LB and FDR’s first Harvard Yale Game. Certainly the two were there, though the stadium wasn’t: it was still three years away. These tickets, incidentally, have convenient match strikers on the back: so much easier to light your pipe! Courtesy: Harvard University Archives

FDR came to Harvard as just another inconspicuous freshman. Once again, he was not outstanding in athletics. He continued rowing for exercise, but did not participate in interscholastic contests. He did not become a campus hero, but was well liked by all who knew him. He liked to go to parties every so often; he liked making noise and having a good time, but he was definitely not interested in dissipation. He would take a drink with his pals and get as much pleasure out of it as another would get out of a dozen drinks. He bubbled over easily.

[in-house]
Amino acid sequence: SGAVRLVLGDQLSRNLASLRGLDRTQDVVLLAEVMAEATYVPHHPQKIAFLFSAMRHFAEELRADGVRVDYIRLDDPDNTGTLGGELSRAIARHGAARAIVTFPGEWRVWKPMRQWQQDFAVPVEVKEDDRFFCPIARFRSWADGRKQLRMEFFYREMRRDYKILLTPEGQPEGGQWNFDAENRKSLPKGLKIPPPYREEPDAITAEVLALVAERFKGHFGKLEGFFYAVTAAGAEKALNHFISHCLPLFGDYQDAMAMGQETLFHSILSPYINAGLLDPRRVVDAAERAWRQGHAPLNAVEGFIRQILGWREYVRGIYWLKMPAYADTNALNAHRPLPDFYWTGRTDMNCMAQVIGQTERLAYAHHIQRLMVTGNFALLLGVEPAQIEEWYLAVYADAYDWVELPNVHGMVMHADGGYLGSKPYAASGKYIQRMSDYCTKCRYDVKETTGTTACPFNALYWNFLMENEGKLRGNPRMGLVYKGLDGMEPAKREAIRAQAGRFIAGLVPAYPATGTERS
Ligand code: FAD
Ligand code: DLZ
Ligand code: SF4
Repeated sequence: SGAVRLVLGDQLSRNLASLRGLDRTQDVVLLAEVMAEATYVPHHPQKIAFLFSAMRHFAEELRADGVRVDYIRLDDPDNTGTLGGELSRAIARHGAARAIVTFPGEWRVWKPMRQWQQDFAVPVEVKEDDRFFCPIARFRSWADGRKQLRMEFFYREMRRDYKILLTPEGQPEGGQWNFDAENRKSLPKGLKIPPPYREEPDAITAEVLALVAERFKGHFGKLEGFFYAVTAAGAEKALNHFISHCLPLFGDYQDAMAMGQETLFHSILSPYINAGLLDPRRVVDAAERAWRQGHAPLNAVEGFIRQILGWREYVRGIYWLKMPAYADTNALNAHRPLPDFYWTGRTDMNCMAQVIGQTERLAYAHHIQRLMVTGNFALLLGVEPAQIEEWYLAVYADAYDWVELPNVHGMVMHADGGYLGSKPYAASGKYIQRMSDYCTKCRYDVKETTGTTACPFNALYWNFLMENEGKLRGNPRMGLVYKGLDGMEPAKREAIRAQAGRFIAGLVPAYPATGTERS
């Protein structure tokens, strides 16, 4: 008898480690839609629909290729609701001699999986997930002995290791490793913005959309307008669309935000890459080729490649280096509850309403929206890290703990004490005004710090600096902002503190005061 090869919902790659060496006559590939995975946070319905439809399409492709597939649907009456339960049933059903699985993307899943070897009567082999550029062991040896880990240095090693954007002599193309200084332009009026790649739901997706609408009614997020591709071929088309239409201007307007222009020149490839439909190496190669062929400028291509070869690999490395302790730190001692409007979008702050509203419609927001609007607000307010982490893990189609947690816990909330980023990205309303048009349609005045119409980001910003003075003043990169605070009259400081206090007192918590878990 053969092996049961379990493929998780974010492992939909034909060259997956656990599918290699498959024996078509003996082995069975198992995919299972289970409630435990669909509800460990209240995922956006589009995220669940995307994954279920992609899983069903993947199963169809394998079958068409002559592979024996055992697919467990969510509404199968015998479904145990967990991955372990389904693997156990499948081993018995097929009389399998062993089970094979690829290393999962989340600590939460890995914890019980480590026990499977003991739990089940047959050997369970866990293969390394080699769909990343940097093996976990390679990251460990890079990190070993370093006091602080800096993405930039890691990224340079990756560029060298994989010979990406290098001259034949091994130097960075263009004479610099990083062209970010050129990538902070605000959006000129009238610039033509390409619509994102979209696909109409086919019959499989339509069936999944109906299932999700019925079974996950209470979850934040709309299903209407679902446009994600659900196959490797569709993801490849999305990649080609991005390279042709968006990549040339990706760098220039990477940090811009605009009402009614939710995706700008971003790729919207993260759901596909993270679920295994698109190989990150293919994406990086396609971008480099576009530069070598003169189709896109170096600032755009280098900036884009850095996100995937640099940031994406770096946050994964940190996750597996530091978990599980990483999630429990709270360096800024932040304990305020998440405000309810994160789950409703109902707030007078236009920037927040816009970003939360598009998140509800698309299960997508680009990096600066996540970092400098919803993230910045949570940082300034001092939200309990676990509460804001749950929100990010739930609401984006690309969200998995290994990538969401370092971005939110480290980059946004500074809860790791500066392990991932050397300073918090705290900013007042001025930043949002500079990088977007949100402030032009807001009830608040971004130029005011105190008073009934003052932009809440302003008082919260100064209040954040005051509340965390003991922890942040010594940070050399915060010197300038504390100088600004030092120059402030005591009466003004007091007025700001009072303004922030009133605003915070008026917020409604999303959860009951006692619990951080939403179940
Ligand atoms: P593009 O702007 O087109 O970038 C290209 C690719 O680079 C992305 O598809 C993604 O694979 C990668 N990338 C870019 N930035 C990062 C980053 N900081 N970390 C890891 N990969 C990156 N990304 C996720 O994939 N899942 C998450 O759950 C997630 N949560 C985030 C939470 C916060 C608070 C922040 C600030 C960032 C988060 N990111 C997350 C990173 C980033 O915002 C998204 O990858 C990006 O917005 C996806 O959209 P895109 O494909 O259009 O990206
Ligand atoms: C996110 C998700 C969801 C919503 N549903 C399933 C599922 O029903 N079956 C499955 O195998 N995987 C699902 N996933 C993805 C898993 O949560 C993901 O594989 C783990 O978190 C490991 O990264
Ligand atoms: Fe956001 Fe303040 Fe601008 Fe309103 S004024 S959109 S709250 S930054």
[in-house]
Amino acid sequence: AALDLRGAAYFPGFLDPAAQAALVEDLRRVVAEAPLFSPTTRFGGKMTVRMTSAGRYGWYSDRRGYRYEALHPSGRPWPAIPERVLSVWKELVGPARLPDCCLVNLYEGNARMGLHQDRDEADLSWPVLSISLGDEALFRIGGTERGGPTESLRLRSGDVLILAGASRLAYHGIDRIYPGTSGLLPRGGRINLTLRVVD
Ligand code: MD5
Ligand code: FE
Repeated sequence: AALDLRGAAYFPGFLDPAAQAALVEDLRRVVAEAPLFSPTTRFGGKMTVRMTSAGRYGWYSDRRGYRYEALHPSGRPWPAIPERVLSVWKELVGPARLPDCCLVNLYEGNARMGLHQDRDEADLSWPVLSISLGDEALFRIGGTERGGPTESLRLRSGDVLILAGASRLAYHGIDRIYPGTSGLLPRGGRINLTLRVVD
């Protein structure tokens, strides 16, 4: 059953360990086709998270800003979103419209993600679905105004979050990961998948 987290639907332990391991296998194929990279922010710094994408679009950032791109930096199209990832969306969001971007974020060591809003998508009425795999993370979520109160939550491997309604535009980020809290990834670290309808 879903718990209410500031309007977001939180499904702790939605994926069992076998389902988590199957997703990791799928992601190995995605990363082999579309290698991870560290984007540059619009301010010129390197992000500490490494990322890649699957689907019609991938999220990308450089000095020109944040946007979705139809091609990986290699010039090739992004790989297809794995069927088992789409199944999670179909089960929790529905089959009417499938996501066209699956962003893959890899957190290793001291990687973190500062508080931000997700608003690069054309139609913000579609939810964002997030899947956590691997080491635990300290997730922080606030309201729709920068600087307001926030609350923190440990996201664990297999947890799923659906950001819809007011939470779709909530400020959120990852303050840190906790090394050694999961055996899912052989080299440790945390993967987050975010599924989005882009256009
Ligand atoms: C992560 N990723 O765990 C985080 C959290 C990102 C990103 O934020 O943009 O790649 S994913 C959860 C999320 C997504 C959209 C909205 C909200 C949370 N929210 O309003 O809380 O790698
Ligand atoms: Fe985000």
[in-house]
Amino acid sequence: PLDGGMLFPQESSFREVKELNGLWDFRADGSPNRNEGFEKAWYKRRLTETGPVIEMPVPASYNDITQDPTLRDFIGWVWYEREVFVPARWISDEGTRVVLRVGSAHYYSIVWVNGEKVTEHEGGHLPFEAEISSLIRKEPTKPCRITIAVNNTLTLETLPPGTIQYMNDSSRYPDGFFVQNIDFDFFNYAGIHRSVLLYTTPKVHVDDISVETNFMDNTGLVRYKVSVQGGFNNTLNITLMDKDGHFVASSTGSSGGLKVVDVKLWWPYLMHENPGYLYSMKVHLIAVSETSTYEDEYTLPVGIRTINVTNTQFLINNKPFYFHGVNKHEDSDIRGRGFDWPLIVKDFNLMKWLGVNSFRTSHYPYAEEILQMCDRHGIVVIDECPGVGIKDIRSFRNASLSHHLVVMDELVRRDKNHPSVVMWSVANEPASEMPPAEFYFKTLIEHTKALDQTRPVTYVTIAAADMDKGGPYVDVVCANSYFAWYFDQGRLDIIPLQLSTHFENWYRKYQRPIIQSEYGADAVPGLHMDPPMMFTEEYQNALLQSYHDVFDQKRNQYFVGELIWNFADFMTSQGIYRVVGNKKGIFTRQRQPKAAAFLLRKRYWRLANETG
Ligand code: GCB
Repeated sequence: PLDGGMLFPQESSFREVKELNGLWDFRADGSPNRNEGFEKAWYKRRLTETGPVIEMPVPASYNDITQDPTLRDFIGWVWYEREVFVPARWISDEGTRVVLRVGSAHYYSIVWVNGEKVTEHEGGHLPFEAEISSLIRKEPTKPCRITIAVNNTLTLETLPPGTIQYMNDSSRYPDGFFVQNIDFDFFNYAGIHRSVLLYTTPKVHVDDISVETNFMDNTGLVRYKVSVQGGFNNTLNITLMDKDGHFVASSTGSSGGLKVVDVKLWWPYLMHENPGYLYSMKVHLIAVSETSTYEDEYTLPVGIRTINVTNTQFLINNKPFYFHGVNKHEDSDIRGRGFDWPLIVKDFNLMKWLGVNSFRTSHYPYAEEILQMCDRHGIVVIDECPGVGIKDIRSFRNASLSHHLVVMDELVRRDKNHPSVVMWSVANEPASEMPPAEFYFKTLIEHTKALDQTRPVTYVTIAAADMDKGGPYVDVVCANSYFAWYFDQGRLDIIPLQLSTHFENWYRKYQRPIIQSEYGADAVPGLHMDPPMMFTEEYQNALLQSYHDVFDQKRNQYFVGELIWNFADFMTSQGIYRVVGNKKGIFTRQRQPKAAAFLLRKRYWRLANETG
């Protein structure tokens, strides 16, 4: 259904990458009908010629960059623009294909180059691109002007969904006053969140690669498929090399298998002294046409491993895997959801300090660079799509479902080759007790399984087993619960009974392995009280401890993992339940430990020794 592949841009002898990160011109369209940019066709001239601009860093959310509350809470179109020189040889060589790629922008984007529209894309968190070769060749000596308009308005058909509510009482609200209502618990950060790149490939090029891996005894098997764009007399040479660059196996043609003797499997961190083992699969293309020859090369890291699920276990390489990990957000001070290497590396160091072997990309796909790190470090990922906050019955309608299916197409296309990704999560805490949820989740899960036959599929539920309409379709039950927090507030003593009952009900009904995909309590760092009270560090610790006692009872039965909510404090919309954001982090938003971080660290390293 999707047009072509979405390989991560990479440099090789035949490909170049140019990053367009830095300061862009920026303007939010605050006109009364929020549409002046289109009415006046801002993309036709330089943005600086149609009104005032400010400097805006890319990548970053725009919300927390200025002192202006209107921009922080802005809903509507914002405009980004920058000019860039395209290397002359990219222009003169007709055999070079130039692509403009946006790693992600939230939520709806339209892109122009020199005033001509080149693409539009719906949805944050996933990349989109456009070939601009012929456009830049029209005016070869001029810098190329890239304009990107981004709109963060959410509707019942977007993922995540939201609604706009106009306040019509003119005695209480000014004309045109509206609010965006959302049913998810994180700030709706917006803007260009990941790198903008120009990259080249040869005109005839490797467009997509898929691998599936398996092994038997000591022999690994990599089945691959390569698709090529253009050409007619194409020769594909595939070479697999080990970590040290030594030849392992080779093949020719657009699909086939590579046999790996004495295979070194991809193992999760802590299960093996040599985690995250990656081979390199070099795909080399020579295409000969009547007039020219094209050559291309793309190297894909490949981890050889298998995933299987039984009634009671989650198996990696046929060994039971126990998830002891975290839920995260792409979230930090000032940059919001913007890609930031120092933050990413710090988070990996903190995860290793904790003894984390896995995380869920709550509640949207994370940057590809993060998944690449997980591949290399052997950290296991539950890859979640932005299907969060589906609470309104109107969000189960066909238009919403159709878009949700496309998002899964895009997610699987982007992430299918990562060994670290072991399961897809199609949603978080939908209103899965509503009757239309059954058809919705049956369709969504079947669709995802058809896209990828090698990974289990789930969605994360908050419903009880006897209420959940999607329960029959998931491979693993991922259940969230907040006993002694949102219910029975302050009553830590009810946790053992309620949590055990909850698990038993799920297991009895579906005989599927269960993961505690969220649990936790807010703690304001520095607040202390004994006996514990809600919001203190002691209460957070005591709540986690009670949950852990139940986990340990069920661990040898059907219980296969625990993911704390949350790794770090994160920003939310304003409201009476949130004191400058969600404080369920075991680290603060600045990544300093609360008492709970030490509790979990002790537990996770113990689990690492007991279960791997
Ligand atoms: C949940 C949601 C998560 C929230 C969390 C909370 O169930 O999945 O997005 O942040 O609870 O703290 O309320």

A gentleman's dance card of the period. Courtesy Harvard University Archives.

A gentleman’s dance card of the period. Courtesy: Harvard University Archives.

FDR enjoyed social activity. He dined out frequently with relatives and friends in Boston. Boston families, LB notes, were extremely hospitable toward Harvard students, especially if they had debutante or pre-deb daughters. FDR and LB were invited to the “Friday Evenings” – dances attended by the younger girls who had just put up their hair, lengthened their skirts, etc. The more sophisticated Harvard lads refused to attend, but FDR and LB, dutiful and proper, went regularly and enjoyed themselves…..

Harvard students who lived in Boston frequently invited out-of-town classmates, such as FDR and LB, to spend the weekends with them… FDR and LB roomed together throughout their Harvard years, but their interests were not always the same. FDR was concentrating on the Crimson, LB on football. [Editor’s note: LB managed the freshman team his first year, and the Varsity his last.]